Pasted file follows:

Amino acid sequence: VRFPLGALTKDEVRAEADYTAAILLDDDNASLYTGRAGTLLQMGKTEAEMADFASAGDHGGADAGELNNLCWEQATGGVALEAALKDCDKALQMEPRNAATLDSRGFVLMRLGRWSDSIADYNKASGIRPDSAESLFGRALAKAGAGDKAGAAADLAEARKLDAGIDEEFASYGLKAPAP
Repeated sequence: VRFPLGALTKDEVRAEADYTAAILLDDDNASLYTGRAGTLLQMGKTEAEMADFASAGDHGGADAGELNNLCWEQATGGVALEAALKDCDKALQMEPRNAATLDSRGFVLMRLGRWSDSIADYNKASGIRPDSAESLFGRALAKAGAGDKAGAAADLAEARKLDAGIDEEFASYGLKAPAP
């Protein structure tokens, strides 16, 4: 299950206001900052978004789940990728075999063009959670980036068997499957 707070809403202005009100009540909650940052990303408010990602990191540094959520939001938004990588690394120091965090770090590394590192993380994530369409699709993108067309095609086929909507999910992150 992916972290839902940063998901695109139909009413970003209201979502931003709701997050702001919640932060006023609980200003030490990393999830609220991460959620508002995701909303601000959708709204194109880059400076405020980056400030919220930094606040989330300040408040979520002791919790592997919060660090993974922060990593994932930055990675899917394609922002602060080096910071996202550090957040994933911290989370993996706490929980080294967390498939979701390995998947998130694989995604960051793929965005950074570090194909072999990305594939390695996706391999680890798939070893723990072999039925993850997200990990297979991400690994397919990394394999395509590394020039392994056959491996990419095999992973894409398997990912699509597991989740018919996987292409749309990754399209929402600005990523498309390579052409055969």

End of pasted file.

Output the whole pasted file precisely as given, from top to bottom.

Amino acid sequence: VRFPLGALTKDEVRAEADYTAAILLDDDNASLYTGRAGTLLQMGKTEAEMADFASAGDHGGADAGELNNLCWEQATGGVALEAALKDCDKALQMEPRNAATLDSRGFVLMRLGRWSDSIADYNKASGIRPDSAESLFGRALAKAGAGDKAGAAADLAEARKLDAGIDEEFASYGLKAPAP
Repeated sequence: VRFPLGALTKDEVRAEADYTAAILLDDDNASLYTGRAGTLLQMGKTEAEMADFASAGDHGGADAGELNNLCWEQATGGVALEAALKDCDKALQMEPRNAATLDSRGFVLMRLGRWSDSIADYNKASGIRPDSAESLFGRALAKAGAGDKAGAAADLAEARKLDAGIDEEFASYGLKAPAP
């Protein structure tokens, strides 16, 4: 299950206001900052978004789940990728075999063009959670980036068997499957 707070809403202005009100009540909650940052990303408010990602990191540094959520939001938004990588690394120091965090770090590394590192993380994530369409699709993108067309095609086929909507999910992150 992916972290839902940063998901695109139909009413970003209201979502931003709701997050702001919640932060006023609980200003030490990393999830609220991460959620508002995701909303601000959708709204194109880059400076405020980056400030919220930094606040989330300040408040979520002791919790592997919060660090993974922060990593994932930055990675899917394609922002602060080096910071996202550090957040994933911290989370993996706490929980080294967390498939979701390995998947998130694989995604960051793929965005950074570090194909072999990305594939390695996706391999680890798939070893723990072999039925993850997200990990297979991400690994397919990394394999395509590394020039392994056959491996990419095999992973894409398997990912699509597991989740018919996987292409749309990754399209929402600005990523498309390579052409055969």